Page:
In the West, we’ve inherited  a biblical injunction that marriage is sacrosanct juxtaposed with the view of the ancient Greek philosophers and French rationalists, where the right of the individual to happiness is enshrined. Writes Esther Perel, we come to one person, and we basically are asking them to give us what once an entire village used to provide.”
As we re-imagine the institution of marriage, we begin a dance that requires balance and commitment to staying the course in a world that seems so uncertain. Psychologist Sue Johnson writes, “this drive to emotionally attach—to find someone to whom we can turn and say ‘Hold me tight’—is wired into our genes and our bodies. It is as basic to life, health, and happiness as the drives for food, shelter, or sex. We need emotional attachments with a few irreplaceable others to be physically and mentally healthy—to survive.”Libra 30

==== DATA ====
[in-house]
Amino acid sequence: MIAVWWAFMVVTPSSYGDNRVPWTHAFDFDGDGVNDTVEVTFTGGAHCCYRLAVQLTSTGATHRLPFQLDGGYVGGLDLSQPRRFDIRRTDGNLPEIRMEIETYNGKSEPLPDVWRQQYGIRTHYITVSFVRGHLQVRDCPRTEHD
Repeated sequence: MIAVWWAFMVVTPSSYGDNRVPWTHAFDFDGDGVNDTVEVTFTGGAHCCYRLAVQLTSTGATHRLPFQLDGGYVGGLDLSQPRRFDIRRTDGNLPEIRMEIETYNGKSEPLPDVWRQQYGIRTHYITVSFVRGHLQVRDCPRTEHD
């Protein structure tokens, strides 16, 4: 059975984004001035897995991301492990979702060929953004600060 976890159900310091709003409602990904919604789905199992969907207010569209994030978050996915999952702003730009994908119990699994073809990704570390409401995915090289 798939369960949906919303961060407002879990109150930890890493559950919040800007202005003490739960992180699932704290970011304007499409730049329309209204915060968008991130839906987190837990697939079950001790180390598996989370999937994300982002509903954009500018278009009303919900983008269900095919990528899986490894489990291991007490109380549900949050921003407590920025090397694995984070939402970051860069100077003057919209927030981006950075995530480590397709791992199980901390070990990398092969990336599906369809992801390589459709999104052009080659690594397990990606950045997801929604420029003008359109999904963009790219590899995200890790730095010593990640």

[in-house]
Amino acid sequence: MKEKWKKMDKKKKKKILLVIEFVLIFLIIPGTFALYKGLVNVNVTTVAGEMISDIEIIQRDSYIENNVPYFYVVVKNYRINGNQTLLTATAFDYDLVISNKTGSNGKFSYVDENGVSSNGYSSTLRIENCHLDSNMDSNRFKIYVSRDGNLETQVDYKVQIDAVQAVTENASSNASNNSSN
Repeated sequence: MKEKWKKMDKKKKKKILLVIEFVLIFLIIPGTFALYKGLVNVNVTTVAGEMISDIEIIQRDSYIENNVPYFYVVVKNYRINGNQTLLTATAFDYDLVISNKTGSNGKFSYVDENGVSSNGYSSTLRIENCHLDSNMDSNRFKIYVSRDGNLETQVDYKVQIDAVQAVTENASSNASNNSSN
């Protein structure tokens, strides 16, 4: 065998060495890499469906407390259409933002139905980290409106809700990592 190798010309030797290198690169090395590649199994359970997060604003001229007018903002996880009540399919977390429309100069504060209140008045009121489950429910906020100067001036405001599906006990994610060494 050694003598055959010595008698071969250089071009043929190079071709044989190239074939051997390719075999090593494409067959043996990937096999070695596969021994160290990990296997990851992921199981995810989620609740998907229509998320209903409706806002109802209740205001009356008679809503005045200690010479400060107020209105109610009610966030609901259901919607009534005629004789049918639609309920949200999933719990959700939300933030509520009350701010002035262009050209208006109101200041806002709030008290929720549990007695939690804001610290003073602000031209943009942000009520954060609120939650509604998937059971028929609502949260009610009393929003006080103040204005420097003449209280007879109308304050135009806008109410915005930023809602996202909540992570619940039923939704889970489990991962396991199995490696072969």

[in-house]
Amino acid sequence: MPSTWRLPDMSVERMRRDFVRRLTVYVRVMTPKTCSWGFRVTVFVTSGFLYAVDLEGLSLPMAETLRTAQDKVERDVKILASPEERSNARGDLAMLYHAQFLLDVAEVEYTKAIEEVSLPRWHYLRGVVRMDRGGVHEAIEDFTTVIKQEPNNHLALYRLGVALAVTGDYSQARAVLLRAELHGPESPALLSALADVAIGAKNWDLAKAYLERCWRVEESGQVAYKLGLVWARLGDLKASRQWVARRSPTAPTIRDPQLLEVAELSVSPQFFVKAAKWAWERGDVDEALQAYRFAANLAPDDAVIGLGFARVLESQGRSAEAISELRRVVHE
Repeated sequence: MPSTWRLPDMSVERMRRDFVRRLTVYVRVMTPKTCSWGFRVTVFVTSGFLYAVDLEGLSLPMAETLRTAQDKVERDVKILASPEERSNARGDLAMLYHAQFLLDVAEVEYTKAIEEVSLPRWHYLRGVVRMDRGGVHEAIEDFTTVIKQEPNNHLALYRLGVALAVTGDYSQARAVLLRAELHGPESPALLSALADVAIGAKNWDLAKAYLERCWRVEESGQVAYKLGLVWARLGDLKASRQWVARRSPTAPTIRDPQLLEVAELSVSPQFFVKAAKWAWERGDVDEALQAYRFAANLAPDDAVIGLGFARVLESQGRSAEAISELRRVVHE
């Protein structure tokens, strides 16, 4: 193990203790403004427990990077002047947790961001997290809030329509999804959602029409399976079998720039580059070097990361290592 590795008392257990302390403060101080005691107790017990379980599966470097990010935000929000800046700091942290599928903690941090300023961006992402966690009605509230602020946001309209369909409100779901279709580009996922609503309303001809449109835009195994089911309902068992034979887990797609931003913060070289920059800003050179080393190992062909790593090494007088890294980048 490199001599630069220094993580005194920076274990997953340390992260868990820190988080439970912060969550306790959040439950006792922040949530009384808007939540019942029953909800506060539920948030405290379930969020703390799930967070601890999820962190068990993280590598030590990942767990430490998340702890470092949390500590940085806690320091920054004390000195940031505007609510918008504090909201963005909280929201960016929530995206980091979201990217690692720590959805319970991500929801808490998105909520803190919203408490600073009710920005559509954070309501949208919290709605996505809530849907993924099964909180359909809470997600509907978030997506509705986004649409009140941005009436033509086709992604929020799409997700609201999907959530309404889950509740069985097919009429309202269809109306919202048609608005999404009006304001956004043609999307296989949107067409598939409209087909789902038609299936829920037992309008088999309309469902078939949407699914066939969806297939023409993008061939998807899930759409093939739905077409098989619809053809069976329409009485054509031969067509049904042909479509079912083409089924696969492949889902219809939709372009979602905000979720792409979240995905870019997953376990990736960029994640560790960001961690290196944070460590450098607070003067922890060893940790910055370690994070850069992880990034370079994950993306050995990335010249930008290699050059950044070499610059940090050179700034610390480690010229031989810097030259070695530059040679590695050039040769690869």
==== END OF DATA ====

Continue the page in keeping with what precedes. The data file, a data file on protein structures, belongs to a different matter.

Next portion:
Marriage can flay and brand, or softly kiss our soul. It is through our sentimentality, our innocence, our insistence in the “happily ever after” and the romantic dream of the marriage made in heaven, that we meet the dark challenges that a soul-ful union will always toss, like a gauntlet, before us.  It is through the difficulties, often the sojourns in hell, that we refine the prima materia, the raw stuff of life, and learn the phases of Love in all their complexity. Writes Amy Bloom, “marriage is not a ritual or an end. It is a long, intricate, intimate dance together and nothing matters more than your own sense of balance and your choice of partner.”

On a metaphysical level, the ritual of Marriage is sacred. It is a rite of passage, through which we metamorphose into a deeper, more soulful self. We integrate the masculine and the feminine within; we discover that he or she is not the god/goddess we thought they were. We discover we cannot depend on our partner to make us whole, to love us forever and ever, or to make us happy.